Ecclesiastes is one of the oddest books in the Bible. It’s written pseudonymously by a person called “the Teacher” but the end of the book has a conclusion from another writer.

The tone is one that seems to run contrary to every other book of wisdom in the Scriptures; it talks about how futile mortal struggles are, how pointless it is to try to control one’s own life. The book presents a few correct and Spiritually sound ideas, to be sure, but all of that comes from understanding how wrongheaded the rest of the book is. Everything, we know, is not meaningless.

When times are good, be happy; but when times are bad, consider this: God has made the one as well as the other. Therefore, no one can discover anything about their future.

Ecclesiastes 7:14

The book is teaching, among other things, the importance of contentment. The way it is written presents anything but “it’s pointless so why even try” as foolishness but that framing is to highlight the Spiritual truth that we understand because of our relationship with God, that whether or not we can find a purpose in our lives, God has one in mind.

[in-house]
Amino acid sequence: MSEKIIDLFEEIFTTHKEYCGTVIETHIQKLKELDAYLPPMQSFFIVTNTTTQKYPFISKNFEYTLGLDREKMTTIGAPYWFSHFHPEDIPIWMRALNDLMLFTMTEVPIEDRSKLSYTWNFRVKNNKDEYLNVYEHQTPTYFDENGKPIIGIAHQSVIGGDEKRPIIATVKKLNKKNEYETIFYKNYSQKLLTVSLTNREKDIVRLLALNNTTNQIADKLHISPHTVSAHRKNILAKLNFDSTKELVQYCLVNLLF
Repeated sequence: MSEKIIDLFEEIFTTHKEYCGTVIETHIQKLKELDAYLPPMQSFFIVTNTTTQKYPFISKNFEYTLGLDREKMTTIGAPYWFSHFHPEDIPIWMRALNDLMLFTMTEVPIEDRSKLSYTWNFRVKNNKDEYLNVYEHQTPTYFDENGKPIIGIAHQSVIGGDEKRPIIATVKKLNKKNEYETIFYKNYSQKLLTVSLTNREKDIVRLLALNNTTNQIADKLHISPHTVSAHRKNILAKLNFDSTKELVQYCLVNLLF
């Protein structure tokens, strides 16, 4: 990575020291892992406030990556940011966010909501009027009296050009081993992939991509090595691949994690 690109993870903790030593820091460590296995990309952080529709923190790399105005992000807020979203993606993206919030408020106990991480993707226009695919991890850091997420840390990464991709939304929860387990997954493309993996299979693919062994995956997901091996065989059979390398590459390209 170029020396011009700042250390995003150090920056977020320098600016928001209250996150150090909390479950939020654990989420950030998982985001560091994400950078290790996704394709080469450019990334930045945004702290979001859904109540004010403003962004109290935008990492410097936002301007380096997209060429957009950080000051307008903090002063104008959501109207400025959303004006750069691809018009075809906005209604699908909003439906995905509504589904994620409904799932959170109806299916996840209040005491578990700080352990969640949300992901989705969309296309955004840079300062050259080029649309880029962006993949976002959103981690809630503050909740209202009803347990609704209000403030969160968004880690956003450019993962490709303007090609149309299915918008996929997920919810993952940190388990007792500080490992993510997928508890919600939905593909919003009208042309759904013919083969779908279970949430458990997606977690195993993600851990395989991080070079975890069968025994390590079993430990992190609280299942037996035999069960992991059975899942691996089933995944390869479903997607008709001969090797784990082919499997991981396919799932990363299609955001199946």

It’s true that you can’t pick a better day for yourself or change a season from unfavorable to favorable but what we can do is change our perspective from one of disappointment in the present to hope for the future. The key to that? Go from cynically doubting people to assuredly trusting God.

Ethan Kirl